Described hereinunder is a step-by-step description of a process for fabricating the photo-detecting cell 10 with references made to FIGS. 16A-16G, in which cross-sectional views are shown only for a pair of oppositely disposed photo-diodes. The fabrication process includes the following steps:

STEP 1 : (FIG. 16A )

coating a layer of Cr 200 upon a substrate 100 of SiO2 to a thickness of 1600Å by using a thermal evaporaation process at a pressure of 310-5 Torr. and a temperature of 250 C.;

STEP 2 : (FIG. 16B)

removing a portion 210 of the Cr layer 200 by etching to create two electrically isolated Cr layers, a first Cr layer 200a and a second Cr layer 200b;

STEP 3 : (FIG. 16C)

under a pressure of 0.5 Torr. and a temperature of 250 C. and by using an RF glow discharge process with a power of 0.1-1 W,

depositing a layer of n+ a-Si:H 310 upon the Cr layers 200a, 200b to a thickness of 200 Å,

depositing a layer of undoped a-Si:H 320 upon the layer of n+ a-Si:H 310 to a thickness of 3500 Å, and

depositing a layer of p+ a-Si:H 330 upon the layer of undoped a-Si:H 320 to a thickness of 100 Å;

STEP 4 : (FIG. 16D)

depositing a layer of ITO (InSn Oxide) 400 upon the layer of p+ a-Si: H 330 to a thickness of 1000 Å; (Sn oxide, Zn oxide can also be used to deposit this layer.)

STEP 5 : (FIG. 16E)

removing a portion 410 of the ITO layer 400 by etching to divide the ITO layer 400 into two electrically isolated layers, a first ITO layer 400a and a second ITO layer 400b;

STEP 6 : (FIG. 16F)

removing portions of the deposited layers 400a, 330, 320, 310 by etching to create a hollow portion 90 allowing the second Cr layer 200b to be exposed, the aSi:H layers 310, 320, 330 being thereby divided into first a-Si:H layers 310a, 320a, 330a and second a-Si:H layers 310b, 320b, 330b;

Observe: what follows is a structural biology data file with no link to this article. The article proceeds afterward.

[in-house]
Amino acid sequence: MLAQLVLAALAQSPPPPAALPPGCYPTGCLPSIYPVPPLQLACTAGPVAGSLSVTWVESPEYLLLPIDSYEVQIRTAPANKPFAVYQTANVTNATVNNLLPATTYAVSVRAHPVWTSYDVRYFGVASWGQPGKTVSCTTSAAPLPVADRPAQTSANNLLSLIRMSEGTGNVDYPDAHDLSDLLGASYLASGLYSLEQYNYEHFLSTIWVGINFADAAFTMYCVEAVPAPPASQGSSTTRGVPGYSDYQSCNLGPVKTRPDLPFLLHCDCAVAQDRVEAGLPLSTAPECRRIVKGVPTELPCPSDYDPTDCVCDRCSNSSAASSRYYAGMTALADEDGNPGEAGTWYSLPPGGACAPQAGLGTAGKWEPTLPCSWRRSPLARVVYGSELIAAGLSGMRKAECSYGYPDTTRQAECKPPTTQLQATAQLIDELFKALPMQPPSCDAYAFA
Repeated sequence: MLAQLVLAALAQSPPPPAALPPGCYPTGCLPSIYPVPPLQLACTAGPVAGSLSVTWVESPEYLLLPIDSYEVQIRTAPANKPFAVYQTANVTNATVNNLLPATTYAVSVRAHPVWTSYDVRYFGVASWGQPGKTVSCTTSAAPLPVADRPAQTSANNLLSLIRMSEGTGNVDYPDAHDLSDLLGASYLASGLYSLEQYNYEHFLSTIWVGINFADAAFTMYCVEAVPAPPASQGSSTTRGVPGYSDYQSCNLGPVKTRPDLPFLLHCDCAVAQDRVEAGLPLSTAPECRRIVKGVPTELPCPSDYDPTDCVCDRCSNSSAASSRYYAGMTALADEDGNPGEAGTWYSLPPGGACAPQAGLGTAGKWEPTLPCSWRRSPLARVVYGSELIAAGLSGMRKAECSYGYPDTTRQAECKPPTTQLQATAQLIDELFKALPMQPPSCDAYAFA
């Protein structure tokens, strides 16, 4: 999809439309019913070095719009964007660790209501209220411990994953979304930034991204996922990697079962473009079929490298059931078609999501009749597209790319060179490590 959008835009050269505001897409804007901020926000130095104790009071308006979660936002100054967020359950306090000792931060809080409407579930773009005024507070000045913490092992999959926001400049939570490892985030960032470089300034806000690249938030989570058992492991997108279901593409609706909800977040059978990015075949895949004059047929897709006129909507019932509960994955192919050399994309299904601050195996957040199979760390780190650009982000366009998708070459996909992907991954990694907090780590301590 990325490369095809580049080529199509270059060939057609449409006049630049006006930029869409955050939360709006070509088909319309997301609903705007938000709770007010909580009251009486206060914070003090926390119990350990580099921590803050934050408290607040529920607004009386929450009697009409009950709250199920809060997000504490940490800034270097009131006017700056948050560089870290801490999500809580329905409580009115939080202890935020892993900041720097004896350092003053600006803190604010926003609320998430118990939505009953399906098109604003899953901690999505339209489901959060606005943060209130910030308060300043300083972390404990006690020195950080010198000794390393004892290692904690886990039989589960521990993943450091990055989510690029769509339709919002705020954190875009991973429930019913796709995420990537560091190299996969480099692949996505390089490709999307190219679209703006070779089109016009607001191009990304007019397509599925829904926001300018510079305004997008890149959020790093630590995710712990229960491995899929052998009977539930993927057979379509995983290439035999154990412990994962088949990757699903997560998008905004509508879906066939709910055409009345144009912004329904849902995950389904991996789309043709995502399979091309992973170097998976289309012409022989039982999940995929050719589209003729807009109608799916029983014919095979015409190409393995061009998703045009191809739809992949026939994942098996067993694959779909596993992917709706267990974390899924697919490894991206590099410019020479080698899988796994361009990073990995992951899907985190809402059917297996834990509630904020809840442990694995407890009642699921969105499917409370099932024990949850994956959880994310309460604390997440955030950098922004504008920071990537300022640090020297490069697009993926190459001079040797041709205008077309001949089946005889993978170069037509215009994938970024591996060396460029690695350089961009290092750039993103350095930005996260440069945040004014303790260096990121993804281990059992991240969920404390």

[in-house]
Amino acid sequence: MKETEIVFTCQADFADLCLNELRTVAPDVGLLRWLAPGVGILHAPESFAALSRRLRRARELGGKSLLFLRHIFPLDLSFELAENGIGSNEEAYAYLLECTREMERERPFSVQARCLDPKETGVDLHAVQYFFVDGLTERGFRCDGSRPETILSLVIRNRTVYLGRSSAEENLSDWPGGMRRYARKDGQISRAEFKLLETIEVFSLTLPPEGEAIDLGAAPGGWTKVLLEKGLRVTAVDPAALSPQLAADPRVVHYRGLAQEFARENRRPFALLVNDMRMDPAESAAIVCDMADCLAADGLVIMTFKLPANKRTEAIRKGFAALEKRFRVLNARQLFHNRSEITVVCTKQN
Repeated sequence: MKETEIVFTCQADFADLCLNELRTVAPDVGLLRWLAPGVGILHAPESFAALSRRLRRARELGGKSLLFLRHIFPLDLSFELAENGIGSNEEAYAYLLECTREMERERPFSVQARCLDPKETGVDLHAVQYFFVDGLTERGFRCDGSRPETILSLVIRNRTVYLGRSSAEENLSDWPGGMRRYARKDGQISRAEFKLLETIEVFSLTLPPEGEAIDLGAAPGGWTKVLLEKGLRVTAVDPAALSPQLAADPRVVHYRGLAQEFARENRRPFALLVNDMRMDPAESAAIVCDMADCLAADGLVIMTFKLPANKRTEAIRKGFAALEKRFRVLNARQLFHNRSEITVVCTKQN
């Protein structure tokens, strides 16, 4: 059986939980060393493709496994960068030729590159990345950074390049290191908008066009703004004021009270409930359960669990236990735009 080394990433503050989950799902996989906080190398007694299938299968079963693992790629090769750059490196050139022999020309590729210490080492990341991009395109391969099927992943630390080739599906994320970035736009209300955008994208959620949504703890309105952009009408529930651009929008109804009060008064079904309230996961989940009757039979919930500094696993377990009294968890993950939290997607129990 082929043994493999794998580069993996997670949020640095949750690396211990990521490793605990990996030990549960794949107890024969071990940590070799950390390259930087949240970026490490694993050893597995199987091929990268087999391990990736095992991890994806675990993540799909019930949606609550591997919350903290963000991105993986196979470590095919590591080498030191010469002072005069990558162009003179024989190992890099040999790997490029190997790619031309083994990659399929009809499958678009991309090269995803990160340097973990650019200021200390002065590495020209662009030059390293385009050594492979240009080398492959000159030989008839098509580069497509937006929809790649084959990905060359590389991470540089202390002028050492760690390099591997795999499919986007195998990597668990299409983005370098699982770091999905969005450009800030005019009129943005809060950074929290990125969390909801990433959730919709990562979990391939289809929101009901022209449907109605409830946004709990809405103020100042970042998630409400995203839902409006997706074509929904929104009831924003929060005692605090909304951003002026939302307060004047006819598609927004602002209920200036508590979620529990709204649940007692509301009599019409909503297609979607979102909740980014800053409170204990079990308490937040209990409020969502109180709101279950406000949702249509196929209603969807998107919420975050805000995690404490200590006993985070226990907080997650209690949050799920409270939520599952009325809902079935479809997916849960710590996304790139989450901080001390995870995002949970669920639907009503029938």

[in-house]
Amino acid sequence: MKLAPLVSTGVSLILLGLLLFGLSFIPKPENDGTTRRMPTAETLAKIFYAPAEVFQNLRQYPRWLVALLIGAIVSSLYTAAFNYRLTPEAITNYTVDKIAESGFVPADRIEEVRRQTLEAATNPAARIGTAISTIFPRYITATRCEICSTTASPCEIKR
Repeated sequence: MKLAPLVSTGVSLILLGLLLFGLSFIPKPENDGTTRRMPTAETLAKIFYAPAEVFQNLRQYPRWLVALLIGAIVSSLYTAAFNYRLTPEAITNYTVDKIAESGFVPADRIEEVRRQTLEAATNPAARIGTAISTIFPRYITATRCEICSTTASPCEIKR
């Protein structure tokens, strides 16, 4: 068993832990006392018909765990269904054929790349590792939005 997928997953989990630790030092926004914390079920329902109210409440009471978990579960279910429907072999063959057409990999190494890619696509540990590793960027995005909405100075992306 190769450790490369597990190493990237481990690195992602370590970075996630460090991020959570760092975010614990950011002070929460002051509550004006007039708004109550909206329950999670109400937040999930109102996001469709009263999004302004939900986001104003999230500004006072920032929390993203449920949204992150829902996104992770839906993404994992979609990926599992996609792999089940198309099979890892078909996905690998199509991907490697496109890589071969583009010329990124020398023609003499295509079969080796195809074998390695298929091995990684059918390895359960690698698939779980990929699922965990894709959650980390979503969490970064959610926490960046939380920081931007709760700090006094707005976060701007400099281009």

STEP 7 : (FIG. 16G)

forming a conducting path 500 electrically connecting the first ITO layer 400a to the second Cr layer 200b by depositing an alloy of Au/Cr into the hollow portion 91, this step being carried out by using thermal evaporation process under a pressure of 310-5 Torr. and a temperature of 75 C.

Referring to the product shown in FIG. 16G, the layers 200a, 310a, 320a, 330a, and 400a in combination form an inhibitory photo-diode 91 with the layer 400a thereof used as the photo-sensitive surface; and the layers 200b, 310b, 320b, 330b, and 400b in combination form an excitatory photo-diode 92 with the layer 400a thereof used as the photo-sensitive surface. An equivalent circuit of the back-to-back connected photo-diodes 91, 92 is shown in FIG. 17. When the inhibitory photo-diode 91 receives photons, a negative current is output; and when the excitatory photo-diode 92 receives photons, a positive current is output.

The present invention has been described hitherto with an exemplary preferred embodiment. However, it is to be understood that the scope of the present invention need not be limited to the disclosed preferred embodiment. On the contrary, it is intended to cover various modifications and similar arrangements within the scope defined in the following appended claims. The scope of the claims should be accorded the broadest interpretation so as to encompass all such modifications and similar arrangements.

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Reference
1Sah et al., "Amorphous Siicon Four Quadrant Orientation Detector (FOQUOD) for Application to Neural Network Image Sensors," IEEE (1990).
2 *Sah et al., Amorphous Siicon Four Quadrant Orientation Detector (FOQUOD) for Application to Neural Network Image Sensors, IEEE (1990).
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Classifications
U.S. Classification382/199, 257/E31.038, 257/E27.131, 250/202, 348/315, 382/289, 250/208.1, 382/321, 257/E27.129
International ClassificationG06T7/00, G06K7/14, H01L27/146, H01L31/0352, H01L27/144
Cooperative ClassificationG06K7/1452, H01L27/1446, H01L27/14603, G06K7/1456, G06K7/14, G06T7/0042, Y02E10/50, H01L31/035281
European ClassificationG06T7/00P1, G06K7/14A4G, G06K7/14A4E, H01L31/0352C2, G06K7/14, H01L27/144R, H01L27/146A2
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Jun 30, 1992ASAssignment